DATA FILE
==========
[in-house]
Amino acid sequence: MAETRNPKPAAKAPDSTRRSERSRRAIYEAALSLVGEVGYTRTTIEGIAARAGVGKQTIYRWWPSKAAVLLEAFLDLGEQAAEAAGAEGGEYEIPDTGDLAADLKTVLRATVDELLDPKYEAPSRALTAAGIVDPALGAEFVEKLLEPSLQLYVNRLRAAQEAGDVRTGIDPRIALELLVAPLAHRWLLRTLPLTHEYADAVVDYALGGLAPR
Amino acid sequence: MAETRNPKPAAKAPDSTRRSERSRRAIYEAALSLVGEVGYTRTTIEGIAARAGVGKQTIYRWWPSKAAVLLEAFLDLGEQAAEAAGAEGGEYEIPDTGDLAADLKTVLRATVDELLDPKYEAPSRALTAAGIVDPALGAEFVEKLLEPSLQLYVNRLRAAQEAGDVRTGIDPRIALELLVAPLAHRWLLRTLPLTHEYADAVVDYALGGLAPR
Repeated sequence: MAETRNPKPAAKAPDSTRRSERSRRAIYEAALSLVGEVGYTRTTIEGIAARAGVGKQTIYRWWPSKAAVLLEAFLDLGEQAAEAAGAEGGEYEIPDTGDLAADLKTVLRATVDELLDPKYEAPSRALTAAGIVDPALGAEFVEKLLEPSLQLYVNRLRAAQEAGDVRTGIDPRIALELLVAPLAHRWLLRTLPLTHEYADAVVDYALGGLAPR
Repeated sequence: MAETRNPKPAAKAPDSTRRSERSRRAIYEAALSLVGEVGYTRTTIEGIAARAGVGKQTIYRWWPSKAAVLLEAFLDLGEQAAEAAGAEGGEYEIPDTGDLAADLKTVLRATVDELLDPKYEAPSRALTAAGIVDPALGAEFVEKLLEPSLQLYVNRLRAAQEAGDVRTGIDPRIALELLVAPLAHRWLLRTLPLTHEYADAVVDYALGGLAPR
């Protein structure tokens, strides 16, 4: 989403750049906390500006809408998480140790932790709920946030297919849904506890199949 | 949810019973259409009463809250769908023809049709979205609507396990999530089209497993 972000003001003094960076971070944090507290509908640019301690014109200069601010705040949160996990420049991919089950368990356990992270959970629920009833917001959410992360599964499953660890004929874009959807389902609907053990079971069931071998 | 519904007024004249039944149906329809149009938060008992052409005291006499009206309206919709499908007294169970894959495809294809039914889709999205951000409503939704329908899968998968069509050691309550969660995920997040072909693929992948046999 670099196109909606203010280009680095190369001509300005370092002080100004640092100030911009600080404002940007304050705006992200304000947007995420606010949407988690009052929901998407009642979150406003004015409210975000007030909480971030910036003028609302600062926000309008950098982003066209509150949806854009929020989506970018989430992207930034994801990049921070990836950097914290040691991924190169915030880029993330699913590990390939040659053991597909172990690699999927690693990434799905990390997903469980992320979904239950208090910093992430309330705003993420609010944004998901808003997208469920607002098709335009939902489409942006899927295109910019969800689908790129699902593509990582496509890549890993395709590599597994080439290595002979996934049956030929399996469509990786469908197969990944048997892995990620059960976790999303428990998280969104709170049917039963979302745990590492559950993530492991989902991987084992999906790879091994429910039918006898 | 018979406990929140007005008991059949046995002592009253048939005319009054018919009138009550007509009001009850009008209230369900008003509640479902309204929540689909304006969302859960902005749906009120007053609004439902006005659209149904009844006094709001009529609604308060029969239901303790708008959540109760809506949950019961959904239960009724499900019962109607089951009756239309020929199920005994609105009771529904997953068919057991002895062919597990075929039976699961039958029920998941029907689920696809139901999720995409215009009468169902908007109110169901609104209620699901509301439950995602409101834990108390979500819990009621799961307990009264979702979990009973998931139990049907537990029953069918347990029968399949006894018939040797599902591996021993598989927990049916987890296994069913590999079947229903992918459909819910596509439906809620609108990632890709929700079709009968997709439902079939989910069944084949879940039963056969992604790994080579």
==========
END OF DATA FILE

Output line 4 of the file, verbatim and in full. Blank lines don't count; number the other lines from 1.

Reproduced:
Repeated sequence: MAETRNPKPAAKAPDSTRRSERSRRAIYEAALSLVGEVGYTRTTIEGIAARAGVGKQTIYRWWPSKAAVLLEAFLDLGEQAAEAAGAEGGEYEIPDTGDLAADLKTVLRATVDELLDPKYEAPSRALTAAGIVDPALGAEFVEKLLEPSLQLYVNRLRAAQEAGDVRTGIDPRIALELLVAPLAHRWLLRTLPLTHEYADAVVDYALGGLAPR